At trial, Assistant Cook County State's Attorneys John E. Morrissey and Jay C. Magnuson told the jury that biological material recovered from the scene had to have come from an O secretor, a relatively small population group that included Linscott. In fact, the forensic evidence established that the material in question could have come not only from an O secretor but also a non-secretor of any blood type — a group that included a sizeable majority of the population.

A state forensic witness, Mohammad Tahir, also had testified that several hairs found on the victim's body, bed, and carpet were consistent with hair samples provided by Linscott. In recent years, microscopic hair comparisons have been shown to be useless.

After the Illinois Appellate Court reversed the conviction based on prosecutorial misconduct — saying that Morrissey and Magnuson had “invented” the inculpatory blood evidence — the Cook County State's Attorney's Office agreed to DNA testing, which led to Linscott's exoneration in 1992.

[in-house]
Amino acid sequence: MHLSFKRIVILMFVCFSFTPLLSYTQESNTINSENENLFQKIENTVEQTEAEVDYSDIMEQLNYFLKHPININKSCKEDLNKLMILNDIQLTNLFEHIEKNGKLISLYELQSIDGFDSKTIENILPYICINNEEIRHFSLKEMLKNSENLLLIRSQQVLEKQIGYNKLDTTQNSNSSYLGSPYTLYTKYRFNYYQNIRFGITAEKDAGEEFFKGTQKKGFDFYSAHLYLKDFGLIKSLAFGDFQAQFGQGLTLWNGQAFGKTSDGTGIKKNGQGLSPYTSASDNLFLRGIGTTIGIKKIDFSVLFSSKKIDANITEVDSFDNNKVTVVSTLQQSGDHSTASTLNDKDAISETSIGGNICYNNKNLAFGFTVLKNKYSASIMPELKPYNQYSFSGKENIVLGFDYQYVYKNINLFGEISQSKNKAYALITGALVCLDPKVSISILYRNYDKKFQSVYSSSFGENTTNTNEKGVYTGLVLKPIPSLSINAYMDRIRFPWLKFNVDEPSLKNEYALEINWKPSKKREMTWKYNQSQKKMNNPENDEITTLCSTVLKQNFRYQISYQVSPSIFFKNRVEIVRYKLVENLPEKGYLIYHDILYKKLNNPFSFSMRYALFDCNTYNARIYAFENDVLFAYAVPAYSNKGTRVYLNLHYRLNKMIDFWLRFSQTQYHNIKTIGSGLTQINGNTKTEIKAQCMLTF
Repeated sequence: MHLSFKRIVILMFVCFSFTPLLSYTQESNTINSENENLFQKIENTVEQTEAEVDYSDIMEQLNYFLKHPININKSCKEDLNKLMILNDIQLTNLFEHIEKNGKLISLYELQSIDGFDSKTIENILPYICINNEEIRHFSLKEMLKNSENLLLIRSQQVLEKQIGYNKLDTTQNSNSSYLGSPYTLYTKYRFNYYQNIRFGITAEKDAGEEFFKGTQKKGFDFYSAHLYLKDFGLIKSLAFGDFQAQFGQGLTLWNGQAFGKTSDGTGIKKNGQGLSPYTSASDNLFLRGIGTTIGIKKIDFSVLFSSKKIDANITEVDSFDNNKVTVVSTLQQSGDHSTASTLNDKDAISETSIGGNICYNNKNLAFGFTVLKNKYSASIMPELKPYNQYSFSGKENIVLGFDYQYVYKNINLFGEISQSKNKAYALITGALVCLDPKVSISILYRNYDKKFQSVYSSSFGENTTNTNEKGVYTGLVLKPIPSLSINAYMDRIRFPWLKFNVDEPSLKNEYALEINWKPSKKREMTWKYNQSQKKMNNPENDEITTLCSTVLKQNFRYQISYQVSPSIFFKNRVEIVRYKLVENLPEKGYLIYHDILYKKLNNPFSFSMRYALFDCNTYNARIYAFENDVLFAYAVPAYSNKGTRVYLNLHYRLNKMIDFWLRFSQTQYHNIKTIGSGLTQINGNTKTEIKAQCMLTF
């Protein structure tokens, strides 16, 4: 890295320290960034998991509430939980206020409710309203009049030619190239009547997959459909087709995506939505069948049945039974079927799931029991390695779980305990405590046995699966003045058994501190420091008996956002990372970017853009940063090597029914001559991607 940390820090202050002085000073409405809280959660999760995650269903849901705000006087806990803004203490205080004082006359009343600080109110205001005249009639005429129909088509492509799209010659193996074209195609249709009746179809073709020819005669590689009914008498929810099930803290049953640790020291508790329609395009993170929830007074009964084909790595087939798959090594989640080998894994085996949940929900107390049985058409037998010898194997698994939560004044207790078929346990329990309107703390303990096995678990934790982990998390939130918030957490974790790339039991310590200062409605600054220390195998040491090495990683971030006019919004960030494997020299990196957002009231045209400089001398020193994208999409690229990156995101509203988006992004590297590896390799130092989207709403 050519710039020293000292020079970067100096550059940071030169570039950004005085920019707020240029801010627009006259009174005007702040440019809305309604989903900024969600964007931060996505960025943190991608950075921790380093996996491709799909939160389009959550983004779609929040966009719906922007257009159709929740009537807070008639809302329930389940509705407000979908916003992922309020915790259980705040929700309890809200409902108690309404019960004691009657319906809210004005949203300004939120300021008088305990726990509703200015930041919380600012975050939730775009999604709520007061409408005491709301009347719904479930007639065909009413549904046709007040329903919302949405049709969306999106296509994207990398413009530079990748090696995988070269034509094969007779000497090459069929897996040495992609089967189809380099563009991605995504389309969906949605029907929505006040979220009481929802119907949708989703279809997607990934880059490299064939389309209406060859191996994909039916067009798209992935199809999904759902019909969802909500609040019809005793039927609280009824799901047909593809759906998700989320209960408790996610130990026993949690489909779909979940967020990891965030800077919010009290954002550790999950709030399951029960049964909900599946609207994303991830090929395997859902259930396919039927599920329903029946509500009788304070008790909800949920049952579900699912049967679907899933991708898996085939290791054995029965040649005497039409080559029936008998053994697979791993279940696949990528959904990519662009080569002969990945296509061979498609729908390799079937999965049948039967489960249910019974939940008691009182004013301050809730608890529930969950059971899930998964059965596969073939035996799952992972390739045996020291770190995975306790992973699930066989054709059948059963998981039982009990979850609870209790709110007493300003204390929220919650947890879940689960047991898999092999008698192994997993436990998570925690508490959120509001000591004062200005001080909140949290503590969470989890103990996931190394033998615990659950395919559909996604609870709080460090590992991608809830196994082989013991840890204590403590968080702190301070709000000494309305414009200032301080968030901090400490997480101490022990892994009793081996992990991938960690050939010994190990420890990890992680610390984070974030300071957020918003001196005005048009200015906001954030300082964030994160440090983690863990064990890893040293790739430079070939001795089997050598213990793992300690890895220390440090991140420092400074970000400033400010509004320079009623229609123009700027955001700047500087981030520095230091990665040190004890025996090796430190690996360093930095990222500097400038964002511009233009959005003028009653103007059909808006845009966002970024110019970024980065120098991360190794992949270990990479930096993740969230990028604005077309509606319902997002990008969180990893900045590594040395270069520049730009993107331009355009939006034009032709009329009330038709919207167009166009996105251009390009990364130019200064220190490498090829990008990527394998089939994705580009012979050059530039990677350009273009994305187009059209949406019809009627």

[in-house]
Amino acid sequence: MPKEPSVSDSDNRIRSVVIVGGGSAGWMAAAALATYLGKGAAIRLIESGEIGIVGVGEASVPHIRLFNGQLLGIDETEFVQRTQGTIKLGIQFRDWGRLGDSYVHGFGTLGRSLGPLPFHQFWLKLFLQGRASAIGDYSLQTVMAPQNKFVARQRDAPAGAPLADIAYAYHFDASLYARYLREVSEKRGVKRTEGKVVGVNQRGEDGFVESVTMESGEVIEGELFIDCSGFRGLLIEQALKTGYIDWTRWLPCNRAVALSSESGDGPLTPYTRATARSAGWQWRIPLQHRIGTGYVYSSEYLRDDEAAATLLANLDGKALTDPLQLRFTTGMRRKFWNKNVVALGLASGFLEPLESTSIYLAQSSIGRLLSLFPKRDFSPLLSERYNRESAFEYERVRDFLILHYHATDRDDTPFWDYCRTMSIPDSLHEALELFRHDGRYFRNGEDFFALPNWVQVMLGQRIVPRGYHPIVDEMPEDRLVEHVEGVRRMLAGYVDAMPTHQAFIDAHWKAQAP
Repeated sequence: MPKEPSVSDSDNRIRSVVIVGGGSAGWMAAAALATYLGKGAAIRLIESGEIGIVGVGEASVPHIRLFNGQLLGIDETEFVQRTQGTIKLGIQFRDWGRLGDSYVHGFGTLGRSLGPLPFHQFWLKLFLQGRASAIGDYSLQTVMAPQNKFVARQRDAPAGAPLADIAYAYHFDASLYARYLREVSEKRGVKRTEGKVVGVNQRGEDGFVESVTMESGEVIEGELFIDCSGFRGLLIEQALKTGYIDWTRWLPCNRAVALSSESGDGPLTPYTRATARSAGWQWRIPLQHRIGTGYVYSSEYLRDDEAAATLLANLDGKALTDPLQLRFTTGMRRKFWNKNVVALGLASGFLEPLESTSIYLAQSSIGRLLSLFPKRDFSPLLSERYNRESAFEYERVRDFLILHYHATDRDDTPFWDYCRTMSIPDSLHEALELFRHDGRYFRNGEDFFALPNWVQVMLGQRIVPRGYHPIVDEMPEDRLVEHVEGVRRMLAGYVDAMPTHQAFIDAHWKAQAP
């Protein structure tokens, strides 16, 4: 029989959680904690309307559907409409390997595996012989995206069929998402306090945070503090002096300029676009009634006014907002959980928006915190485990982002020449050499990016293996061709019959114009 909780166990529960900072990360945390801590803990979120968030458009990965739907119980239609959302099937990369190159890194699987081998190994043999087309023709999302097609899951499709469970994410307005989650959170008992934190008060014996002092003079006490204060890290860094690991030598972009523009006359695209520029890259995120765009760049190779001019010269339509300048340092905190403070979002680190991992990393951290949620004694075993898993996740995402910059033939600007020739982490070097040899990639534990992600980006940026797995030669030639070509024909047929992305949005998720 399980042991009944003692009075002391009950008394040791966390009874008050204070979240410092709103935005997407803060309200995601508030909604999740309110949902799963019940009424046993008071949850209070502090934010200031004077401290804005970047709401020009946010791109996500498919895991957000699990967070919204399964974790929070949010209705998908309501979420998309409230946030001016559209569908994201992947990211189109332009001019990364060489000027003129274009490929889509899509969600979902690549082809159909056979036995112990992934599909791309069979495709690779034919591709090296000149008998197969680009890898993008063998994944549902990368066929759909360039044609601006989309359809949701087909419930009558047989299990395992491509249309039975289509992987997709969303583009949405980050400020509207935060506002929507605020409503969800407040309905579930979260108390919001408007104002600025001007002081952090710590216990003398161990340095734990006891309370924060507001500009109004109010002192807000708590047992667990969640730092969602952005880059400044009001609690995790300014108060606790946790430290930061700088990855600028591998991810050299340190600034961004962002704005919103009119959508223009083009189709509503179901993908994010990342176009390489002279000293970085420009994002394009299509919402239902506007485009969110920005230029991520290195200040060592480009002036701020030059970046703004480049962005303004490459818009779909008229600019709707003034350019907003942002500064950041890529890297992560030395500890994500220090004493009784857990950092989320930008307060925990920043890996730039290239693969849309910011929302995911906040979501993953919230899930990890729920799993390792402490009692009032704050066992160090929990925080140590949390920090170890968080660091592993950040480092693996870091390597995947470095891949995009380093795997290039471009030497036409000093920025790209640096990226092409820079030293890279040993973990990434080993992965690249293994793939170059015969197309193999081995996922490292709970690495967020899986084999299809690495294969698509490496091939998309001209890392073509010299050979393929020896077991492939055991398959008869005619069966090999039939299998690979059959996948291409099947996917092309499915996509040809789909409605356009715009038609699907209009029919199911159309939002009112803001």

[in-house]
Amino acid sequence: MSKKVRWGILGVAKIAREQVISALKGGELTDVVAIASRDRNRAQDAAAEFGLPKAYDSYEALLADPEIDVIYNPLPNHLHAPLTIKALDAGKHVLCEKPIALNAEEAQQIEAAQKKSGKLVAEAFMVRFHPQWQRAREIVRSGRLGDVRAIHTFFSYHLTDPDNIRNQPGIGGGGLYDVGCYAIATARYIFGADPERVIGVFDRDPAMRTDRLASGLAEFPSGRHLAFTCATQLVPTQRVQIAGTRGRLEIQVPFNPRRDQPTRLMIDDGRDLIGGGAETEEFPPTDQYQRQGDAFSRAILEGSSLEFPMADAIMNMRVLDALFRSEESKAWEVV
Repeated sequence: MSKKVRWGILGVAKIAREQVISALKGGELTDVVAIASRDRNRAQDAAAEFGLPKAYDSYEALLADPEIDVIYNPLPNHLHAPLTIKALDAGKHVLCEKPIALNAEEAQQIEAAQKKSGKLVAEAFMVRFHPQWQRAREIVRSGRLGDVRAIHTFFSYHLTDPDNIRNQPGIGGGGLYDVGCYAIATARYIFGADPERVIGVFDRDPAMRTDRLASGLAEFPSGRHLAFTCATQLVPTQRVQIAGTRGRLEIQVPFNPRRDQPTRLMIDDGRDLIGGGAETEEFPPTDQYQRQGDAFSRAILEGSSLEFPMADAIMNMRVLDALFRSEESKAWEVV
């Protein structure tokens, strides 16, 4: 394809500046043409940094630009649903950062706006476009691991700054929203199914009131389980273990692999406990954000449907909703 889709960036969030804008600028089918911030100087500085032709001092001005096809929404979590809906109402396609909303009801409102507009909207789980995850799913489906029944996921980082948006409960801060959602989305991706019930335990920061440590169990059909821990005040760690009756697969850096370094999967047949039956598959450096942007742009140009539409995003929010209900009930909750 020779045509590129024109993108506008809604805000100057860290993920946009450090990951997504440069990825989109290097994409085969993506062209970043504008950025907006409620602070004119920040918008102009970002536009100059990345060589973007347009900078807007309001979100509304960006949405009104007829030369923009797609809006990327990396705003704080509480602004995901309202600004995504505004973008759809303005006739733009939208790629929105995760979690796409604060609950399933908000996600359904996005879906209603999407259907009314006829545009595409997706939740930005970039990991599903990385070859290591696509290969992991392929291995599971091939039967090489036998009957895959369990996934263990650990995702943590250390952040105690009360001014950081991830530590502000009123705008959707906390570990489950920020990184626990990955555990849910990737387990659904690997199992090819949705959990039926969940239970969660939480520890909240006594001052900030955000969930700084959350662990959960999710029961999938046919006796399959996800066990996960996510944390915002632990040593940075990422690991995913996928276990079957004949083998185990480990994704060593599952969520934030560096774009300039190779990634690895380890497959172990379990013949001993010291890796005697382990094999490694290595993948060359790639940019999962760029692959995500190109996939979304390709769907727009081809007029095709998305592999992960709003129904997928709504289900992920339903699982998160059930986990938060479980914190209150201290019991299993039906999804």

In December 2002, Linscott received a pardon based on innocence from Illinois Governor George H. Ryan.

 

    b. Claiming Innocence

 

Troy A. Davis, Savannah, Georgia.  Davis was convicted of a 1989 killing of Police Officer Mark MacPhail who intervened to try to stop a fight between the homeless Larry Young and Sylvester Coles, who was trying to take Young's beer and was pistol whipping him.

Davis was convicted by the testimony of 9 witnesses, including Coles.  Seven of those witnesses have recanted, but Davis is still scheduled for execution.  On Monday, 16 July, 2007, he sought clemency from the Georgia Board of Pardons and Paroles.

See New York Times, 15 July 2007, "As Execution Nears, Last Push from Inmates's Supporters."

In 2009, the U.S. Supreme Court ordered that the U.S. District Court in Georgia consider Troy Davis's claim of innocence.